I like Big BUNS!

Hmm so I got hooked on to baking bread full-time now.. Though I’m no where near becoming a pro.. With a 10 month old, its not so surprising.

But I’ve been trying my hand at White Bread and Wheat bread. So far I’ve had success only with the White Bread and 2 failures with the Wheat bread. There was a demand for Milk Bread at home and I set about looking for recipes for the same.


As I was going through a number of recipes, one thing became really clear to me. Almost  9 out of 10 of the recipes had egg in them!

Now I’m not a vegan, but I did not want to use an egg in bread. I just kept thinking egg will give it a  very cake-y quality. I maybe wrong.

So there was this other recipe I came across. The Chinese Hokkaido Milk Bread. There were 2 versions, with egg and the egg-less version.


Just when I thought I would try the egg-less one.. The whole method seemed like such a hassle. I had to make a roux starter (tangzhong) and all that.

I wanted a bread recipe that didn’t tire me out just thinking about it.

Finally I came across the perfect recipe! Thank you Josephine 🙂


Here’s the Video Link:


I’ve already made it 5 times.. Once every 2 days cos its gone, as soon as its out of the oven!

The best part is I just mix it up and pop it in the fridge at bedtime.. I take it out in the morning and bake it.


I tried doubling the recipe and even making the flour out to 3 cups. It turned out perfect EVERY SINGLE TIME! So soft and fluffy, you end up eating more than you should. In one day one serving.


So here’s the measurements for 3 cups of flour:

All purpose Flour- 3 cup

Salt-  3/4 tsp

Sugar- 3 tbsp

Butter- 45 g

Yeast- 1.5 tsp

Milk- 1.5 cups

Sugar for the yeast- 1.5 tsp.


Follow the instructions as per the video.



1. The cold rise or Cold fermentation.

Cold rise for more than 6 hours as opposed to letting the yeast dough rise in a warm spot for 2 hours gives better flavor and a more softer crumb. I have seen a much better result allowing the dough to sit for a cold rise.

2. The poke test

Checking if the dough has risen enough in the first rise is crucial. Just poke your finger into the middle of the dough all the way through.

The hole will stay and the dough will deflate a little. This means your first rise is over.


3. The window pane test.

I didn’t know about this until a couple of weeks back. And since then its been a life saver.

This test helps you to know if the gluten has developed enough. If it hasn’t the bread wont rise properly in the oven or hold its structure.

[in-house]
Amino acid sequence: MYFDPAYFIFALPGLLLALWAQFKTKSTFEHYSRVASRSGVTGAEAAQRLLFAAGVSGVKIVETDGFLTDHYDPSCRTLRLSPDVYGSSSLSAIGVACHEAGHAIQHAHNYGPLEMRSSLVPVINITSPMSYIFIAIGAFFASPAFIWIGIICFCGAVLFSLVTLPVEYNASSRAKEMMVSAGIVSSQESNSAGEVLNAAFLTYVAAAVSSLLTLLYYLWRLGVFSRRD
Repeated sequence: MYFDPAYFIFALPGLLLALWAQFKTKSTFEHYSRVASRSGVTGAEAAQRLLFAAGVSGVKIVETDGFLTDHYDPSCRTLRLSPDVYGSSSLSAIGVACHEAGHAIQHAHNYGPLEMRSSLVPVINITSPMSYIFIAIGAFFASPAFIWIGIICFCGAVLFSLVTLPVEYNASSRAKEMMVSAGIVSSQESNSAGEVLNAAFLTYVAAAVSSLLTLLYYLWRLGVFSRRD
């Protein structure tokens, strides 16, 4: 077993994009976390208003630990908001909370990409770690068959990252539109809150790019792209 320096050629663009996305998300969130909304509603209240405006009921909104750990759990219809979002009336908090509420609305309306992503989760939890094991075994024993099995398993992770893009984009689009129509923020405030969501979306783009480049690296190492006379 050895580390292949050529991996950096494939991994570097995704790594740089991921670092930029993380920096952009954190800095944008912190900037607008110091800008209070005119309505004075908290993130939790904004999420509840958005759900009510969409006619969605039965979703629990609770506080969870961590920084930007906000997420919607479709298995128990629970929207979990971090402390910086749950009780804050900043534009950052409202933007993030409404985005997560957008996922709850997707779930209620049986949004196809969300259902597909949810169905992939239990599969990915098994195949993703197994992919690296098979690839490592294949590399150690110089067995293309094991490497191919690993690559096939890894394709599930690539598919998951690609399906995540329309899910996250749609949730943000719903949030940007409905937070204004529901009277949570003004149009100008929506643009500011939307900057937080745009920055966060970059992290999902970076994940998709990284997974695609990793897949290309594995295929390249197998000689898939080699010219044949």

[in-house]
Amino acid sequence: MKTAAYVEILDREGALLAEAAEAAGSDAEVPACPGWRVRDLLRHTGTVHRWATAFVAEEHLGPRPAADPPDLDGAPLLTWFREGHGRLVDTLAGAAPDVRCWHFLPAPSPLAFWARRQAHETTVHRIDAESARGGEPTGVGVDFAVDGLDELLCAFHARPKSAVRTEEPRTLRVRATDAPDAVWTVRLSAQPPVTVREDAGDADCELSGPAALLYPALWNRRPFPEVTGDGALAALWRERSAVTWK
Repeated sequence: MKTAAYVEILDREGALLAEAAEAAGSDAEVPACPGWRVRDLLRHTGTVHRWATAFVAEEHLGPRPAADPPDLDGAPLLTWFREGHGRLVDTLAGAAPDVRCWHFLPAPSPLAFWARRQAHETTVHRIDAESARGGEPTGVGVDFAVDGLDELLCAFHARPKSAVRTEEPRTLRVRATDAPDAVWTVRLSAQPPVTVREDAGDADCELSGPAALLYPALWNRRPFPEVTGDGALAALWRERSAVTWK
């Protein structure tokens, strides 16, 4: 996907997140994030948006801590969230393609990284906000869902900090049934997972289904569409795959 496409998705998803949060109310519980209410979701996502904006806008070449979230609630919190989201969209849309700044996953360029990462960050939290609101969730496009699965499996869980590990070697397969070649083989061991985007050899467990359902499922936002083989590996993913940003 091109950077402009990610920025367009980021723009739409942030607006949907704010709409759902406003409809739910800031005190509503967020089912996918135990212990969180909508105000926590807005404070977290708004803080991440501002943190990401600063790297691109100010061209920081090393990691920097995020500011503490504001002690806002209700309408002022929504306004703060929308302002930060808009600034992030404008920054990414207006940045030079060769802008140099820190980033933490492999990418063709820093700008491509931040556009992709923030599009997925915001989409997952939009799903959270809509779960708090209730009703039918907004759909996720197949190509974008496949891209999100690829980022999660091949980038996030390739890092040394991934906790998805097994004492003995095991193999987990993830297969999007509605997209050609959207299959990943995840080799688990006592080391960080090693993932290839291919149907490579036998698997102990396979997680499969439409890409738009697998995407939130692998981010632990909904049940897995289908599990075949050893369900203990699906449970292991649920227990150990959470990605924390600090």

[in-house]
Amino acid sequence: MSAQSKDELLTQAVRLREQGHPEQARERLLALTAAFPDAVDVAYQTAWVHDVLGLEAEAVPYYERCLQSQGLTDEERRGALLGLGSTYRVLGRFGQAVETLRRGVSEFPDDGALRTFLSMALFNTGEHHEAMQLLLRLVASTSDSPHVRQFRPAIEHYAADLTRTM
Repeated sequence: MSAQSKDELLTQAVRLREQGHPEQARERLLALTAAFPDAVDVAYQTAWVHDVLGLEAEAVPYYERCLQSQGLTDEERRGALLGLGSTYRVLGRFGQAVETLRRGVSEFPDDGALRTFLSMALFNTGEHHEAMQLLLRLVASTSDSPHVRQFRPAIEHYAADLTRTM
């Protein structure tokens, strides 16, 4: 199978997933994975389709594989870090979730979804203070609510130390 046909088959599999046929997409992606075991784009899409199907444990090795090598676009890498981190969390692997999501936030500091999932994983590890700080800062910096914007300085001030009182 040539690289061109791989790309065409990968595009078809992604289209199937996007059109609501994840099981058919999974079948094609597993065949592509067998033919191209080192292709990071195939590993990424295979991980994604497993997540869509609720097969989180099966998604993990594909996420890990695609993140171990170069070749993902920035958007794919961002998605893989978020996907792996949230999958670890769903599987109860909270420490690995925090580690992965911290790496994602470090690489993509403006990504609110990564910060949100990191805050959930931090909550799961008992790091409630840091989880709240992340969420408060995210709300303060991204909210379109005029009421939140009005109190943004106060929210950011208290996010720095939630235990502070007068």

The test: Pull off some dough in your hands. With your fore fingers and thumbs pull the dough apart. Hold it across a window (optional 😉 )

If it stretches without breaking then your gluten has developed. If it breaks then you have to knead the dough again. I feel beating the daylights out of the dough, while kneading, helps. (It certainly helps you, if you picture it to be someone you are not particularly fond of.)


4.  Test to see if bread is ready for Baking 

After the second rise, check if the bread has done proving. Press your finger on top of the loaf ever so slightly. It should leave an impression and the impression should start disappearing. If that happens, then pop the bread into the preheated oven ASAP.

5. Turn the bread

Halfway through the baking time, turn the pan. This ensures even baking and browning at all sides.

5. Removing the bread.

Remove the bread as soon as its done. From the oven as well as the loaf pan. Or else you will end up with a soggy mess.

If you want a softer crust, cover the top with foil after putting the bread on a wire rack to cool. If you like it crispy, do not cover.



Finally the most important step! Allow the bread to cool at least for 2 hours. I know its hard to resist and all you want to do is dig into the aromatic warm bread as soon as its out of the oven. Believe me, I’ve done it more times than I can count. And I immediately beat myself up. Its okay, it happens. Eventually, you will learn patience. Or not.

But bear in mind, the bread isn’t finished cooking yet. Allow it to cool. If you cut in too early it’ll have a very yeasty smell and a dry crumb. All that hard work for nothing.


I’ve used this to make hamburger buns as well. The top sprinkled with some sesame seeds. Just remember to cut down on the sugar and slightly increase the salt. It turns out amazing!


So happy baking!




A Penny For Your Thoughts :)

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